Once I got to Yerevan I realized something new. I am from a former communist country and in Romania you will find plenty of socialist buildings. But in Yerevan, somehow, the soviet architecture is pretty?!?
I know! I am shocked as you are. I have no interest in the idea of traveling back in time (no thank you, being a woman used to suck and still sucks in some places) but I love to visit places which kept their history alive through buildings and traditions. And, for the first time I felt curious to discover the soviet architecture of any city.
Before I started my walk in Yerevan, with the purpose of finding the best examples of Soviet architecture, I stumbled into House-Museum of Aram Khachaturian. This is a museum dedicated to the world-famous composer Aram Khachaturian which also serves as a concert hall.
Obviously, I started my exploration at the Cascade. Just around the corner from my accommodation, Yerevan’s Cascade is the city’s defining landmark. It is an ensemble of stairs which rises from the ground level all the way to the hilltop above.
It’s construction began in 1971 and its architects were Jim Torosyan, Aslan Mkhitaryan and Sargis Gurzadyan. The general idea was that each level would have a gallery that would showcase a different period of Armenia’s ancient history.
The good news that inside this complex there are escalators which can take you up.
Once you reach the top you can sit down and marvel at the panorama of the city or you can start heading towards Memorial of the 50th anniversary of Soviet Armenia and Victory Park in order to see Mother Armenia.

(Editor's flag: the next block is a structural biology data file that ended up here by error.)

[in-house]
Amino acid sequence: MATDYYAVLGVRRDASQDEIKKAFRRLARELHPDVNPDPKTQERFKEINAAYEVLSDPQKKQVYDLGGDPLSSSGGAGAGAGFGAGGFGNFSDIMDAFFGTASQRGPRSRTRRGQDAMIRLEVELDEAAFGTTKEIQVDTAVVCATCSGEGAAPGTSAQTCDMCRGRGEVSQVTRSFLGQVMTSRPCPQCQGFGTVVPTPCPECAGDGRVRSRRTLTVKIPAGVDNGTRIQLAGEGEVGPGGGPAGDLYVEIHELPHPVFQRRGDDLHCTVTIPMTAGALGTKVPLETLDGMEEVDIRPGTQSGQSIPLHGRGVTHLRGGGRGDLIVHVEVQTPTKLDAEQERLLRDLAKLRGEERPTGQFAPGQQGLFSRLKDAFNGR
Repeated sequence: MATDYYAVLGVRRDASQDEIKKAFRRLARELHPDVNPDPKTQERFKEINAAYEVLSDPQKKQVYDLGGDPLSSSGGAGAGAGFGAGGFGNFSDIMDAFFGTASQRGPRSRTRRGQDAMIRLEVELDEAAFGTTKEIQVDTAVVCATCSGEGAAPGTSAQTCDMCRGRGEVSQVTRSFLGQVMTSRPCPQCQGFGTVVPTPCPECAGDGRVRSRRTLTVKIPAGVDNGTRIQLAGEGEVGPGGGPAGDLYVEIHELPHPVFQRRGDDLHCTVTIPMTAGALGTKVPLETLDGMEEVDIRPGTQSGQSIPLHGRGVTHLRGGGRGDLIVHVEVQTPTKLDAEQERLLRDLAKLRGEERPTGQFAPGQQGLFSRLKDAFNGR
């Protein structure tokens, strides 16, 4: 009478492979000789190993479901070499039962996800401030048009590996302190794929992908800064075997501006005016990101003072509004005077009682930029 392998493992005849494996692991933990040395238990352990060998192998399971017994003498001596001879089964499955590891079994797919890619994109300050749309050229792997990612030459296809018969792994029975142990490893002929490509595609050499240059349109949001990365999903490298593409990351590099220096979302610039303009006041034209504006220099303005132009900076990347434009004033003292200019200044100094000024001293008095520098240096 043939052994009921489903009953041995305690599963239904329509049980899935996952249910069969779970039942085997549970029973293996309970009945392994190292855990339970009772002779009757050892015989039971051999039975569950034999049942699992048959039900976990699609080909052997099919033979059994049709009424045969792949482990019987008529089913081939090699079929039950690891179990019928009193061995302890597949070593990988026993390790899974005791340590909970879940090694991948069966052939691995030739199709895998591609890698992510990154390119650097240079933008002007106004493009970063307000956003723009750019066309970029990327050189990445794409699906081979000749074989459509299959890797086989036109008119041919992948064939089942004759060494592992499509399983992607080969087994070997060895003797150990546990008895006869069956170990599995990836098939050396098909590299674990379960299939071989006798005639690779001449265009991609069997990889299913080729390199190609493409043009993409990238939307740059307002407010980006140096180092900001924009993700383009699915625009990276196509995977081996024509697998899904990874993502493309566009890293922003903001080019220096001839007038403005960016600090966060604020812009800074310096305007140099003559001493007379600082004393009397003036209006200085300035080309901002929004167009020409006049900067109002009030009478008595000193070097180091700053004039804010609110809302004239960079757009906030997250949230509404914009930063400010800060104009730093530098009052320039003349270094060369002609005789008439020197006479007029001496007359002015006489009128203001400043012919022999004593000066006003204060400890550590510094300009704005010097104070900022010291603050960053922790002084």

From here you can also see a block of flats built in the neobrutalist style, which look like a gate into the city (I saw something similar in Kishinev).
If there is one thing that I really like to experiment in the former Soviet countries that is riding the metro. I don’t know why – I just like it. I went to Republic Square Metro Station to do just that. Instead I found one of the most beautiful station – right in front of the entrance there is a beautiful concrete fountain in the shape of a flower. It’s so pretty.
The interior of the station is also quite beautiful, however you are not allowed to take pictures inside. A very angry lady started telling me just that. I did snap one photo though 😀
Because I did not understand the announcements in the metro and I did not want to go too far I stopped at Cinema Rossiya. It used to be the largest cinema in Armenia that could house to 2500 people, designed to resemble Mount Aratat, however after the collapse of the USSR it was abandoned. Today it serves as a shopping center.
Not too far away I found the Yeritasardakan metro station, designed and built between 1972 and 1981, this is the quintessential example of soviet architecture in Armenia.
From here, somehow I ended up at the Yerevan State Engineering University which, as someone told me, is an example of soviet brutalist architecture. The entire building is covered in concrete shapes which look like clovers.
As I was walking back home on Pushkin street I found this structure which seemed to, nowadays, house Hard Rock Cafe. In my opinion, it is such a good example of Soviet architecture.
To be honest, all the apartment blocks seemed to be more mysterious and more stuck in time and I seemed to enjoy looking at them and admire their brutalist architecture. I saw a couple of locals eyeing me out, definitely wondering why am I fascinated with them. And to be honest (I had to think about this for a second) the answer must be connected with the way the former USSR countries recovered from that cultural trauma in such different ways. In my opinion, Armenia is not trying to erase its past while some countries are trying to forget as fast as possible about being under the Soviet rule.
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